At $298 NBR’s price for 20% of their content is laughably high – and I question what percentage of those 7000 daily browsers (let’s say 5000 people) will actually convert. It will probably be over 1% (50) but almost surely under 10% (500). Even 50 people at $400 per year is only $20,000 – which is a handful of advertisements worth of income. Wouldn’t it be better to keep the readership growth and concentrate on selling the advertisements?
Overall this makes the website less attractive, makes marginal revenue and most of all it is hiding the decent content that differentiates NBR from other sites.
Why is this happening?
Our move to Subscriber Only Content has been driven by our belief that laying off journalists as a cost-cutting tactic is a route to oblivion for newspapers. I know there have been previous attempts by New Zealand publishers to charge for their news and these have failed and left them so far scared to attempt new initiatives.
Colman seems to believe that laying off journos is the only alternative. As I mentioned above, I suggest he look to his other costs first – keep the journalists but redesign the processes so that much less cost and time stands between writer and page.
But that’s not the real story here. The answer to why NBR is instigating pricing lies back in that one page self-congratulatory advertisement above.
NBR isn’t selling enough advertising.
I suspect that the one page ad was a bit last minute – as neither Bill Bennett (who was quoted far more extensively than me) nor myself were contacted by the paper. Was the page was kept aside for a paid advertisement, with the NBR sales team unable to sell it? Is the number of advertisements and the amount paid per advertisement falling? The answer to that second question is almost certainly yes – these are tough times.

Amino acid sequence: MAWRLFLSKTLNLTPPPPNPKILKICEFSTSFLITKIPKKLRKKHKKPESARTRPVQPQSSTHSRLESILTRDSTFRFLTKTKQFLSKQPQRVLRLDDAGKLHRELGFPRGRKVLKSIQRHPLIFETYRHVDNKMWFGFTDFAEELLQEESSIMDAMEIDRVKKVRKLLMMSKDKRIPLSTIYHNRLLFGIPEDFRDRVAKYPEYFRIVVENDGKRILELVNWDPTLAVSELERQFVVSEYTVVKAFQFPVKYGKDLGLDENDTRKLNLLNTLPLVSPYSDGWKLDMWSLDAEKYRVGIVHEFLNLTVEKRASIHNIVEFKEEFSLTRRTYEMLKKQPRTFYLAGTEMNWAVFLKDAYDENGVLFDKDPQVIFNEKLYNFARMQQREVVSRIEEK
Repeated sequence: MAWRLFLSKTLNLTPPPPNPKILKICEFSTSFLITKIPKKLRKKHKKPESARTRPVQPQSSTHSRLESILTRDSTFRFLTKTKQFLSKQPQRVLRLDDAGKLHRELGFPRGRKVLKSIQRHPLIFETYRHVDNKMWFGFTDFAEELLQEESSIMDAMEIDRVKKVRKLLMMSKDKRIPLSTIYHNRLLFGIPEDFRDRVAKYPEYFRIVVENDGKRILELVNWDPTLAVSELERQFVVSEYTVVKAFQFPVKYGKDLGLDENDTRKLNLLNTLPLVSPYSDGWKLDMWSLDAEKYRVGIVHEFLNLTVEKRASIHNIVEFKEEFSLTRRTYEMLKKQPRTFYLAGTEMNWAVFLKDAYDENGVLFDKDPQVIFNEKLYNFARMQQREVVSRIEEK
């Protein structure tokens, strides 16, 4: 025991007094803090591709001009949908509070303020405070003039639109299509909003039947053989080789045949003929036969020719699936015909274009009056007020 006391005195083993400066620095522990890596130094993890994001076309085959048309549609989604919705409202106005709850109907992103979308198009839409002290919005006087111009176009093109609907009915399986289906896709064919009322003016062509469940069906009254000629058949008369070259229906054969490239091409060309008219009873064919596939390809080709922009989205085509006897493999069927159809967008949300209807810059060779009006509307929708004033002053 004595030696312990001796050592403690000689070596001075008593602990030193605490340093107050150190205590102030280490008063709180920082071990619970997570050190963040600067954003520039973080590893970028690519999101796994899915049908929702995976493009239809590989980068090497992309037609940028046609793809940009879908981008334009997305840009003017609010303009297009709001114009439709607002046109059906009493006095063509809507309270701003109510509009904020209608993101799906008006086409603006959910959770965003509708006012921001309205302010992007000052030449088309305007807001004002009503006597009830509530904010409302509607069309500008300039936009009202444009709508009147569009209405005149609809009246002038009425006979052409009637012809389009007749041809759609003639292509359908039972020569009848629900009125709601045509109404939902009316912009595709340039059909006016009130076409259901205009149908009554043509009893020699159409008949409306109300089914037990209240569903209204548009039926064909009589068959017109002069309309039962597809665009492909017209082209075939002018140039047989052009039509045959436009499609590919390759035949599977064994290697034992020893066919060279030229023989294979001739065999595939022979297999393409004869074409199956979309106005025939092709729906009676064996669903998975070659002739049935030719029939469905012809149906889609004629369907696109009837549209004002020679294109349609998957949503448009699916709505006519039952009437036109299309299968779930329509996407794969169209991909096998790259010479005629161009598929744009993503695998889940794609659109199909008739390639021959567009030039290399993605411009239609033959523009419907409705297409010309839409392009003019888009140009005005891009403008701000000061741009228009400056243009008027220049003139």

Meanwhile back in 2006 NBR had circulation of 12,394 (to Sept-06), while the latest figures show circulation of just 10,772 to Dec 2008 – a 13% drop. I strongly suspect that NBR has seen circulation continue to drop, and sharply, in calendar year 2009.
It’s not hard to see why – the cover price is astonishing – $9.50 per copy at the news stands, and an annual subscription will set you back $456. That doesn’t, by the way, appear to include the $298 in annual fees to access the website, so NBR is asking you for an outrageous $756 per year, or $14.50 per week.
As they so able report, there is a recession on, and every item is being looked at by individuals and businesses. Even I struggled (and failed) to justify subscribing to the NBR paper.
So let’s recap.
- Subscriptions are down – and the price is far too high
- Advertising volume is probably down due to the recession and drop in circulation
- Costs appear to be high (a wild guess based on inference from Coleman’s letter)
Therefore NBR is most likely facing some significant financial issues – they need to turn the profit situation around, and probably need to do it fast.
Meanwhile Whale Oil and the like have made NBR leaders angry, and compounded with a narrow understanding of the internet news space, the decision was made to start charging for content.
It’s really sad – NBR’s website was going from strength to strength and their writing was becoming more relevant. I for one will miss them.
Here is my take on what the media players could do – it’s unconsidered free advice
Fairfax and APN: Hire Chris Keall and any other top flight journalists, create longer more analytical business articles, published in HOS, The Business Herald, SST, The Independent and on NZHerald/Stuff.
Interest.co.nz: Extend into NBR’s space – grabbing 2 or 3 top journalists from NBR
NBR: Reduce production (not journalism) costs sharply, make the website free again and ramp up advertising sales efforts. Consider dropping the cover price of the newspaper and definitely offer crisper deals for subscribers. Oh – and hire Chris Keall properly.<Turns out Chris is already hired – my apologies>
Readers: Don’t subscribe to the NBR’s newspaper (too expensive) and definately do not subscribe to NBR’s website. Keep reading blogs though.